Of course any comments on Paradox must mention Jennifer Goines’ hilarious hostile takeover of Markridge. How idiotic were those people who actually raised their hands when Jessica said, “Raise your hand if you want to be the new him!”

Orphan Black returns April 18 and new previews have been released. More clones to come.

The fourth and final season of Continuum has started filming and will start airing on Showcase on July 26th. No word as to when Syfy will run it in the United States.

Mitch Pileggi (Assistant FBI Director Skinner ) and William B. Davis (Cigarette Smoking Man, aka Old Alec for Continuum fans) will both be returning to the six-episode X-Files revival.

Big Bang Theory TARDIS

This week was also a genre-heavy episode of The Big Bang Theory. One storyline dealt with Sheldon and Leonard taking a detour to attempt to visit the Skywalker Ranch while on their way to Berkley to give a talk about their paper. In the other storyline, the Wolowitz garage is being emptied for a sale, and Howard resists Bernadette’s efforts to sell his TARDIS. They decided to leave the fate of the TARDIS to a Game of Thrones-style contest on the battlefield of the Transformers and the Thunder-cats. I’m afraid you will just have to watch the episode to make any sense out of that last sentence, or to learn how Amy just didn’t think things through.

CarrieMathison_2571

Maureen Dowd says that real women working at the CIA are ready to say good riddance to Carrie Matheson:

THE co-creator of “Homeland” on Showtime revealed recently that when the new season starts, Claire Danes’s Carrie Mathison will no longer work at the C.I.A.

Her real-life counterparts can’t wait for her to clean out her desk.

The C.I.A. sisterhood is fed up with the flock of fictional C.I.A. women in movies and on TV who guzzle alcohol as they bed hop and drone drop, acting crazed and emotional, sleeping with terrorists and seducing assets.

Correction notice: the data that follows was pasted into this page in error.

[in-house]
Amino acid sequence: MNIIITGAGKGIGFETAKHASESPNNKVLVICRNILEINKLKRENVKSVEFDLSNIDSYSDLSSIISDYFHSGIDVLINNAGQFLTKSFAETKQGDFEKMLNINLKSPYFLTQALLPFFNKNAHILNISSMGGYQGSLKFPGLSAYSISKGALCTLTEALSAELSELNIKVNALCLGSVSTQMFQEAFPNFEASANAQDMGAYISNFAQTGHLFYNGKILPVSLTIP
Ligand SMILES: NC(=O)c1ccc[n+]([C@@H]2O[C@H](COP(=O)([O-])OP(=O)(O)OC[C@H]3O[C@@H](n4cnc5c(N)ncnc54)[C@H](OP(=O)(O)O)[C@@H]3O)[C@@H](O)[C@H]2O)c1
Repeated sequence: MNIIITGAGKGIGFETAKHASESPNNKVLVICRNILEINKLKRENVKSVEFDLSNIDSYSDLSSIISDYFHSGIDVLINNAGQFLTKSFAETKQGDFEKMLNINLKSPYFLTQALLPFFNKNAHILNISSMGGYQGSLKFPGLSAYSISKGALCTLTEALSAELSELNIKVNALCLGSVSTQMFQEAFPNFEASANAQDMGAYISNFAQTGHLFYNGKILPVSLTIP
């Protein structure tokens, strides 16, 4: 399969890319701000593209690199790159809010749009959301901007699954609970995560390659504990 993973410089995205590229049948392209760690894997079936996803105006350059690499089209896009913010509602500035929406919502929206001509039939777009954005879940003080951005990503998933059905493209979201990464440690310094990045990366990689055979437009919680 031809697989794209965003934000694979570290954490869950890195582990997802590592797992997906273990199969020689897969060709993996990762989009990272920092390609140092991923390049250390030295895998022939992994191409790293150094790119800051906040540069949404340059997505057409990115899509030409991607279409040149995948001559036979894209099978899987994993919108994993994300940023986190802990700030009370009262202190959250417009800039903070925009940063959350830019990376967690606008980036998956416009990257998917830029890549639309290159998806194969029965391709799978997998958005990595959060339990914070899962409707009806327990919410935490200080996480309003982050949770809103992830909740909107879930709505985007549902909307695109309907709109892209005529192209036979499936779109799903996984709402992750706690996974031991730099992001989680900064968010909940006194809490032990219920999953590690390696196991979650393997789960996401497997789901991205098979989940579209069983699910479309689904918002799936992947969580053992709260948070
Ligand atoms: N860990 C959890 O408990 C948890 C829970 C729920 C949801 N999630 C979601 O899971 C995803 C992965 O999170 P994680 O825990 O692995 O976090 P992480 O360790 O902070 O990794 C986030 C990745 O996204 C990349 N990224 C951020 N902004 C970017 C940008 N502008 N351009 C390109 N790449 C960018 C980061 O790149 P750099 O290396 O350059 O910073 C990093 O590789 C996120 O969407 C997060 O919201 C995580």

“The problem is that they portray most women in such a one-dimensional way; whatever the character flaw is, that’s all they are,” said Gina Bennett, a slender, thoughtful mother of five who has been an analyst in the Counterterrorism Center over the course of 25 years and who first began sounding the alarm about Osama bin Laden back in 1993.

“It can leave a very distinct understanding of women at the agency — how we function, how we relate to men, how we engage in national security — that is pretty off,” Bennett said. She was sitting in a conference room at Langley decorated with photos of a memorial for the seven C.I.A. officers — including Bennett’s close friend Jennifer Matthews — who were blown up in 2009 by a Jordanian double agent in Khost, Afghanistan.

Agreed Sandra Grimes, a perky 69-year-old blonde who helped unmask her C.I.A. colleague Aldrich Ames as a double agent for the Russians after noticing that he had traded up from a battered Volvo to a Jaguar: “I wish they wouldn’t use centerfold models in tight clothes. We don’t look that way. And we don’t act that way.”

SciFi Weekend: The 100 Season Finale; 12 Monkeys; Better Call Saul; Twin Peaks; Karen Gillan; Cristin Milioti; The Jinx

the-100-lexa-clarke

The 100 ended with a two part season finale which concluded the Mount Weather storyline. While overall I enjoyed the show, that story did get dragged out a bit too long. After things looked bleak last week after Lexa betrayed Clarke, it was suddenly so easy to kill all the Mountain People and escape. From the beginning the show has been about making difficult decisions to survive, and their consequences. One of the strengths of the show is also becoming a bit of a weakness. The show has deserved praise for not taking the easy way out and for showing people getting killed in multiple episodes. However that also makes the show predictable. There was never a question as to whether Clarke would kill all the people from Mount Weather when she had the chance. It doesn’t matter that there were concerns for both those who had helped them and for the innocent children.